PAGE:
Epic/FailPosted: November 17, 2013
That got your attention, didn’t it?
Friends and followers know that I am usually a Pollyanna-ish, half-full kind of gal. A blog post entitled Epic/Fail (which, according to the Urban Dictionary, is a “full-blown, game-over fail”) doesn’t seem to be my style. I celebrate successes and don’t dwell on failures (at least in public).
Astute readers noticed, hopefully, the placement of the “/” however. This post, in fact, will not be about an epic fail, but rather about an event that was truly EPIC and the repeated refrain at said event that FAILURE can actually be a good thing.
I have just returned from the American Association of School Librarians’ (AASL) biennial national conference in Hartford, CT. Its theme was “Rising to the Challenge”. And rise we did, thanks to the organizers who planned an event “extending beyond the usual or ordinary, especially in size or scope” (Merriam-Webster). Hundreds of concurrent sessions vied for our attention. Dozens of vendors plied us with swag, about which, I am happy to report, books vastly outnumbered totebags and t-shirts.
New friends were made and ideas shared (shout out to Angenine G, Gwyneth J, Heather Lo, Joquetta J, Linda D and Tiffany W). Old friends surfaced (hey, Maria M!). Current colleagues connected (tip of the hat to Jennifer R, Heather Le, Audrey A). The keynote and closing speeches were, as expected, both inspirational and motivational.
Perhaps most inspiring was the late night Unconference organized by Library Rock Star Joyce Valenza and friends. Chockfull of friendly debate, informal exchange of information, a “Smackdown” of one minute helpful tips and even singing (yes, singing!), it left my head abuzz and my feet a’tappin’.
At the risk of pushing the “EPIC” portion of this post into the tl;dr (look it up) category, what follows is a random brain dump of “stuff” (thank you, Christopher Harris) swirling around in a very disorderly fashion in my head at the moment. I hope to write about many of these ideas in the future, but for now, listing them is about all I can handle. I would love feedback regarding which ideas resonate the most with you. Please feel free to comment below.
• Dewey is dead (figuratively as well as literally); genrefication is the rage
• Picture book biographies can be springboard to teach research process
• Libraries can be Maker Spaces
• Matthew Holm rocks
• Much like ESL students acquiring vocabulary, I am a Digital Language Learner when it comes to technology
• Children’s curiosity should drive instruction
• Andrea Davis Pinkney rocks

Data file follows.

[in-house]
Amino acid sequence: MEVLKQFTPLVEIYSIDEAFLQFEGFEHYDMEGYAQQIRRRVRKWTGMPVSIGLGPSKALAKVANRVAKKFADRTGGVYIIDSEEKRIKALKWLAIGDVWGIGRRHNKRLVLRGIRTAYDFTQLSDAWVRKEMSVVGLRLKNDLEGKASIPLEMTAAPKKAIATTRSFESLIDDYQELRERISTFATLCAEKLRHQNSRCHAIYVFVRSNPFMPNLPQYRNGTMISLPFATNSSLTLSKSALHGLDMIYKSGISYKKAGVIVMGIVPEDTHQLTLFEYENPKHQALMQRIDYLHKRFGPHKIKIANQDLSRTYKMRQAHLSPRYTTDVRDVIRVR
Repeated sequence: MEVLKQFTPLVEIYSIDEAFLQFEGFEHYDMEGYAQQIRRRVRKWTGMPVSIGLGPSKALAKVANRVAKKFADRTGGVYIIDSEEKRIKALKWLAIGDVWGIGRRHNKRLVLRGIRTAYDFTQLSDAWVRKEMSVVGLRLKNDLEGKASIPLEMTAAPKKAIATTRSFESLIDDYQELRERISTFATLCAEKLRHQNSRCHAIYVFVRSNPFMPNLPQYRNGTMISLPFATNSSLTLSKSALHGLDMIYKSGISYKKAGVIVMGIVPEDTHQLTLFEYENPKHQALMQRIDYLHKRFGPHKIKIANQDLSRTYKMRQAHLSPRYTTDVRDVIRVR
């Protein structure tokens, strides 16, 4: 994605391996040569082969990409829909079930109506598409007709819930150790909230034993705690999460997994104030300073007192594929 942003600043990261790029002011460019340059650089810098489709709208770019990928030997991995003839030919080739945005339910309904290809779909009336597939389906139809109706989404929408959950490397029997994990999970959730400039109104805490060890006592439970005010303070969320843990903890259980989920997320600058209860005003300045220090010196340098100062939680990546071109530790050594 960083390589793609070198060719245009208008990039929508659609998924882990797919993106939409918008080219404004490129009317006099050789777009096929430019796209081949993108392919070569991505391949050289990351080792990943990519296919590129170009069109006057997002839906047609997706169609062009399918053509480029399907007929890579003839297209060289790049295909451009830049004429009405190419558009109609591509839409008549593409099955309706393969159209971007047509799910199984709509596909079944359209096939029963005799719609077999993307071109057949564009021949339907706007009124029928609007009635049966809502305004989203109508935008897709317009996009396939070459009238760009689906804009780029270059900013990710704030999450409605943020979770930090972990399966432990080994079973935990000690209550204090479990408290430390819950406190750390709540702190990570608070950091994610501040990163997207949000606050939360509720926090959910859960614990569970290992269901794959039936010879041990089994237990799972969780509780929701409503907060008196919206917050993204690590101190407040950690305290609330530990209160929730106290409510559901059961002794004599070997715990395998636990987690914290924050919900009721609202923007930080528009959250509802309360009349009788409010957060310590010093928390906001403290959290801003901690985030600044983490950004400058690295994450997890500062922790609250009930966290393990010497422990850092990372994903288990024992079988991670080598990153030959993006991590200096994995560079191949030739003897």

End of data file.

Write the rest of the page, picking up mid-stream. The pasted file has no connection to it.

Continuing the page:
• Love the concept of librarian as curator
• Book trailers promote reading; provide authentic assessment…and they’re loads of fun to make!
• Matt Tavares rocks
• QR codes on books connect to more info about topic
• Mission-us.org, is a “revolutionary way to learn history”
• Doreen Rapapport rocks
• Use Twitter to create Professional Learning Network (PLN)
• Jennifer Bryant rocks
• Capitalize on Lego fascination by using them for poetry and story starters
• Best-book-lists wiki suggests scores of titles as mentor texts to teach comprehension strategies and literary devices
• So many ways to teach the inquiry process
• Connect first grade students across the country through a shared blog
• Melissa Sweet rocks
• Apps to explore: postermywall, tellagami, subtext, padlet, smore, clipping magic, awesome screenshot and so many more
• Membership in AASL is valuable; need to continue as active participant
Tony Wagner, Innovation Education Fellow at the Technology & Entrepreneurship Center at Harvard was the keynote speaker on Thursday. An excerpt from his website expresses his view on failure.
“The most innovative companies celebrate failure. At IDEO, a design and consulting firm that is consistently recognized as one of the most innovative companies in the world, the motto is, “Fail early and often.” Most high school and college classes penalize failure and thus discourage students from taking intellectual risks. In contrast, schools with a culture of innovation teach students to view trial and error—and failure—as integral to the problem-solving process. One Olin college student told me, “We don’t talk about failure here. We talk about iteration.”
This philosophy of celebrating failure (or at least learning from it) echoed throughout the conference. Award-winning author Andrea Davis Pinkney spoke about having to rework her acclaimed book Sit In at the eleventh hour because she had the wrong information for what the four friends ordered at the Woolworth counter. Maureen Milton and Shelly Buchanan explained how independent student inquiry projects provide students the opportunity to fail in a safe environment. Several workshops offered a view of the library beyond Dewey. Reinventing a library’s organization system can be hit-or-miss. Learn from the misses to create a truly child-centered arrangement. Matt Tavares spoke of debunking a myth about Hank Aaron by diligent research and consultation of primary sources. He didn’t let failure to find the truth at first stop him.
Far from being a game-over fail, AASL 2013, Rising to the Challenge, was a resounding success. I came home with new energy, new ideas, new “stuff”, an epic sense of the library world and a willingness to fail as I take new risks in my professional life. As the closing music suggested “Up, up and away!”